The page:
Whatʼs in our Future, Inflation or Deflation?
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Are we heading for inflation or deflation? Corporate finance columnist Les Nemethy tries to read the runes to see in which direction the global economy might be headed.
Graphic by ranjith ravindran / Shutterstock.com
Whether we live in inflationary or deflationary world has a massive impact for everyone. For savers, retirees or anyone planning retirement, inflation may greatly diminish any income stream not indexed to inflation.
Investors in long-term bonds will see significant bond appreciation under a deflationary scenario, but lose much of their investment in an inflationary scenario.
Borrowers in an inflationary environment, meanwhile, may repay in inflated currency, meaning they generate a windfall from lenders
So inflation or deflation in the coming years is one of the great financial questions of our time. And there is far from agreement among economists. Economists seldom agree on anything, but here there are such strong forces at play, in both directions.
This article examines some of the main inflationary and deflationary forces at play; how these forces may play out over the coming years; and ventures an opinion as to which is likelier to prevail over a three-to-five-year time horizon.
Forces at Play
First, on the deflationary side, there has, over the past decades, been a huge deflationary benefit from outsourcing and globalization. Bringing hundreds of millions of (mostly) inexpensive workers Asian into the global workforce has created a windfall for North American and European consumers. China became the factory of the world, and flooded the world with cheap products.
Record levels of global indebtedness (currently around 330% of global GDP) also constitutes a deflationary force. People and companies have less disposable income when they are in debt. COVID-19 lockdowns have created a demand shock. Even without lockdowns, COVID creates a propensity to save.
An expected increase in defaults and bankruptcies further reduces demand, while energy prices have moderated over the past decade. Demographics also comes into play; an aging population diminishes spending. The same can be said of wealth concentration and, finally, technology allows for greater efficiencies and cost reductions.
On the inflationary side, there have been massive increases in money supply, which has already helped fuel an asset bubble. Fiscal stimulus (so-called “helicopter money”) augments spending and inflation.
There have been supply shocks, stemming from a combination of factory closures due to COVID. When demand comes back, supply in various sectors will have shrunk, creating inflationary pressures. To manage political risks and possible trade disruptions, multinationals are diversifying their supply chains, bringing them closer to home (a process known as “insourcing”). This comes at a cost, in other words, it may have an inflationary effect. Finally, on this side of the argument, tax reductions, intended in part as COVID relief, also contribute to inflation.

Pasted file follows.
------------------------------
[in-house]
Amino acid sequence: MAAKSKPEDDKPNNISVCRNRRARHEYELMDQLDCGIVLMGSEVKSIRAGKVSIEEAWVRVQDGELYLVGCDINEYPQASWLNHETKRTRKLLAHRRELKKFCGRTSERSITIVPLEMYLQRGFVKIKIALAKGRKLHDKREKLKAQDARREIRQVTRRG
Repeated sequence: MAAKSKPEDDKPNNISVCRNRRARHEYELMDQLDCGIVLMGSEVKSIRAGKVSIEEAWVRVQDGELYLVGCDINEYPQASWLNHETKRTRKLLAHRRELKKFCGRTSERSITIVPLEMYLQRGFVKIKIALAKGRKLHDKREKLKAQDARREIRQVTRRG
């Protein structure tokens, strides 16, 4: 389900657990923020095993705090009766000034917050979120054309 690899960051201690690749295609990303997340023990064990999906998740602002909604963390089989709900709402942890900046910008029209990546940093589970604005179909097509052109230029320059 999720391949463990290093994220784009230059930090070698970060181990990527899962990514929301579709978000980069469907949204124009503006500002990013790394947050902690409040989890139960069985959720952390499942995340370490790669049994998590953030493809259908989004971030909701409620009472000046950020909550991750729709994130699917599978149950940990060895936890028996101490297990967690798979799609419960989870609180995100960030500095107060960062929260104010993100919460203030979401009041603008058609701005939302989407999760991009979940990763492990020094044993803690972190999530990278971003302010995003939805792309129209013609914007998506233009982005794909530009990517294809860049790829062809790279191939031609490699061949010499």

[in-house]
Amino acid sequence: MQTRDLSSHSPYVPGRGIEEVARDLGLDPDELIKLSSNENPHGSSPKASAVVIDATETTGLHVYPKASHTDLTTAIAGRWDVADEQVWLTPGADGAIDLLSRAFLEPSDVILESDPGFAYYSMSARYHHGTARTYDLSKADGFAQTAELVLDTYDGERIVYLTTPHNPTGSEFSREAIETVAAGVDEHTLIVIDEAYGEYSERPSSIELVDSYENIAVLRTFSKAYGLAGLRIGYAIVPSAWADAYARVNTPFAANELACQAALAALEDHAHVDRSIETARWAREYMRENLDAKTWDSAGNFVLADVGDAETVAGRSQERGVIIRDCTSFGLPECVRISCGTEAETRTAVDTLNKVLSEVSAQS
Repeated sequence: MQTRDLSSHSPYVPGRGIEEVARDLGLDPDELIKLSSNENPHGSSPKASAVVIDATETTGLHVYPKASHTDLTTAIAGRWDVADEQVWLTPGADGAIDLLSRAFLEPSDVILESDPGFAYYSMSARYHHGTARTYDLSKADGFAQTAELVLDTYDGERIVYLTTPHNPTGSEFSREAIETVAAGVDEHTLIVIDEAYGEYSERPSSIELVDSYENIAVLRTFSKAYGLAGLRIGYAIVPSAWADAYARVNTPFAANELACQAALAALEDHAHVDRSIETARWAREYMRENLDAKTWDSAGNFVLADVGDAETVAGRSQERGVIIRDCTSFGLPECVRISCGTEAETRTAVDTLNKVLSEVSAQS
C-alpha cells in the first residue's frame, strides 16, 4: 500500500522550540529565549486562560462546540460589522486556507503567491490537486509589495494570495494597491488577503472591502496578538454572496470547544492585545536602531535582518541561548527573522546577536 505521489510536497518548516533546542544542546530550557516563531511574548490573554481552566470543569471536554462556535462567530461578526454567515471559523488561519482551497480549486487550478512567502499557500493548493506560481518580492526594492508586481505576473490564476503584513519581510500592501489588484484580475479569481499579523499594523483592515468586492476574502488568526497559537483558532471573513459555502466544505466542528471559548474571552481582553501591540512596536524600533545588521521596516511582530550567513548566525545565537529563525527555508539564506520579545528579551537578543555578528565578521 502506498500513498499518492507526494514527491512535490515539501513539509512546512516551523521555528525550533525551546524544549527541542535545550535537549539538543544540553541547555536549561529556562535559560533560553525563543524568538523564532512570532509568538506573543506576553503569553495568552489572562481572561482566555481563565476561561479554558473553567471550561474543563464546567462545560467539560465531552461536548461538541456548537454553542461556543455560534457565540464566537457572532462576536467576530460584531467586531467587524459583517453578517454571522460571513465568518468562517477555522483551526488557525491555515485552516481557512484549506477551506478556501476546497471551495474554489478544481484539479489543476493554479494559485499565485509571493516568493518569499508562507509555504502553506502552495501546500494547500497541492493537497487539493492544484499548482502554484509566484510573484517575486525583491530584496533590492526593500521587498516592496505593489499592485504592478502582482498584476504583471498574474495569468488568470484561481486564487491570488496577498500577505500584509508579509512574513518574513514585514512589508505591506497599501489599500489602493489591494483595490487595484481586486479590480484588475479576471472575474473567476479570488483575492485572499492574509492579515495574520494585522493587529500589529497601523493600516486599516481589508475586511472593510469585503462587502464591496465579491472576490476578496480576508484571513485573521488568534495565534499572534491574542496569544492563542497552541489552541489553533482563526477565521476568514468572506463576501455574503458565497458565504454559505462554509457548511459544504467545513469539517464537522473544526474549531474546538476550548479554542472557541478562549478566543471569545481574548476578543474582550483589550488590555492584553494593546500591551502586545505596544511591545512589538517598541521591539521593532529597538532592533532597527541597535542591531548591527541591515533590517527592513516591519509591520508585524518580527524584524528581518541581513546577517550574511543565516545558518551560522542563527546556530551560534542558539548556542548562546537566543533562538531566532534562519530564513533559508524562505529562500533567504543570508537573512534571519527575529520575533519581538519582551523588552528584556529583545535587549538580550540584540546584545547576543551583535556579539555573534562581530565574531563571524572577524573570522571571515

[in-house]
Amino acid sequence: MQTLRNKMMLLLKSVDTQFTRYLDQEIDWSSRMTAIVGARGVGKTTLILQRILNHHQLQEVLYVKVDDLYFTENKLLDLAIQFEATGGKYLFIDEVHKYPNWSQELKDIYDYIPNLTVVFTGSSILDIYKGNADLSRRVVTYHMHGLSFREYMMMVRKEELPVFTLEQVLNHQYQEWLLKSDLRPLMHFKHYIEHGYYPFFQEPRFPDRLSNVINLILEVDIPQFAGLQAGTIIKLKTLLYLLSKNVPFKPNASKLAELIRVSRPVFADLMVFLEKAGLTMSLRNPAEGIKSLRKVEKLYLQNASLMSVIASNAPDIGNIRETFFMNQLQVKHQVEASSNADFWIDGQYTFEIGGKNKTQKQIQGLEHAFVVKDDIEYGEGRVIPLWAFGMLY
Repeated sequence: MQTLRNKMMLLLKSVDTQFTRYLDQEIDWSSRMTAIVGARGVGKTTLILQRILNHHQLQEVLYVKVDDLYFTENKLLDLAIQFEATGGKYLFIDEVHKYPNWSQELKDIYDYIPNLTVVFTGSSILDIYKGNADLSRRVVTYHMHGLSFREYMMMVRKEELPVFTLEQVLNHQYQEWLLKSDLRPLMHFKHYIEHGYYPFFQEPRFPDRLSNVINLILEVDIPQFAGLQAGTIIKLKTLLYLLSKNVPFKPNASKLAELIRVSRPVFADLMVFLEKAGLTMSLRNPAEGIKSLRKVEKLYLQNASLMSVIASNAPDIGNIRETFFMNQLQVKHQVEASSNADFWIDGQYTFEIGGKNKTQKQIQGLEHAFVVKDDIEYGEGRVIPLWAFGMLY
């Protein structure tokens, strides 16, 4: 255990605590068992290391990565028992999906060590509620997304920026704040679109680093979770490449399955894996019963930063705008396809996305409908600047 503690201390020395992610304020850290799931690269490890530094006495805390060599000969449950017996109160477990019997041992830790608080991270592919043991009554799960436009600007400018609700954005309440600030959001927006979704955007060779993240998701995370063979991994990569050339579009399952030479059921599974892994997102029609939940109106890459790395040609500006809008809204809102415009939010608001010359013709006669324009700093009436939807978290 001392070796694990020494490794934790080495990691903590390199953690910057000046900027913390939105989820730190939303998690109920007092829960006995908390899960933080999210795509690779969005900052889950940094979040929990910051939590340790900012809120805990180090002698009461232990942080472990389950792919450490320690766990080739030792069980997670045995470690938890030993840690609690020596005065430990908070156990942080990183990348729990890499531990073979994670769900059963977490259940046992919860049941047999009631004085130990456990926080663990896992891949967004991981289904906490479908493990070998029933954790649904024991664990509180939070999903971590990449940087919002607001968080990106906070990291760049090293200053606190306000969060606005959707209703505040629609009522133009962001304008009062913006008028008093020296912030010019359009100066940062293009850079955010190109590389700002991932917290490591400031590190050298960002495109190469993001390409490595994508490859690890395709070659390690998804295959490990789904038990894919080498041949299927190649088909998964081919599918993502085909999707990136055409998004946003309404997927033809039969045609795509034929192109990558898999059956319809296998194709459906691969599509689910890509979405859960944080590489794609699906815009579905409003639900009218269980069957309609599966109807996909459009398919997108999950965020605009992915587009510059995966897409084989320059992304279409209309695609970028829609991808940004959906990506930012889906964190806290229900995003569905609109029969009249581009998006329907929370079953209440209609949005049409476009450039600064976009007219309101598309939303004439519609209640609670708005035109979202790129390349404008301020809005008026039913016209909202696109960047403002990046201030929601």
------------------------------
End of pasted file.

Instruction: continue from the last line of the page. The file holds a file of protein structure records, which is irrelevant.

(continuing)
What is Trending?
How might these forces play out over the coming years? I classify the above trends into three categories:
Trends towards future deflation. There is not that much more room for tax reductions; in fact, there may be a need for tax increases, at least post-COVID, to cover deficit spending. The incoming Biden regime in the United States is likely to increase taxes on the rich. This is deflationary; aging population and technology savings will also remain deflationary.
Trends difficult to forecast. It is uncertain whether wealth concentration can be reversed. It is also difficult to forecast whether energy prices will continue to diminish. We could, for example, see increases in oil and gas prices, at least over short periods.
Trends towards future inflation. The expansion of money supply has rapidly accelerated during COVID, while fiscal stimulus and deficit spending have expanded exponentially over the past year. This has not yet translated into inflation, because the velocity of money (e.g. the rate at which people spend) has collapsed. By approximately Q3 2021, we are likely to see a dramatic reduction in COVID infection rates, thanks to vaccines, which could increase spending and consumer confidence. That, in turn, may speed up velocity and, in conjunction with unprecedented levels of fiscal and monetary stimulus, hence trigger inflation.
Inflation or deflation?
If I were a betting man, I would bet on the resumption and strengthening of inflation.
So, why hasn’t there been inflation, despite massive money printing since the Lehman crisis? Most of the increased money supply found its way onto bank balance sheets, without stimulating an increase in consumer or corporate lending.
Hence, the increased money supply was “sterilized” within the banks. 2021 is likely to be different: the monetary stimulus is several order of magnitudes larger, accompanied by enormous fiscal stimulus (helicopter money), which goes directly into the hands of businesses and consumers.
While there are still strong deflationary forces at play, in my view, what will tip the balance towards inflation is the stated policy of central banks to do “whatever it takes” to float the economy. Central banks see deflation as a larger threat than inflation. We already have asset inflation; be prepared for consumer price inflation.
Les Nemethy is a former World Banker, CEO of Euro-Phoenix Financial Advisers Ltd. (www.europhoenix.com), a Central European corporate finance firm, author of Business Exit Planning (www.businessexitplanningbook.com) and a former president of the American Chamber of Commerce in Hungary.
This article was first published in the Budapest Business Journal print issue of December 11, 2020.
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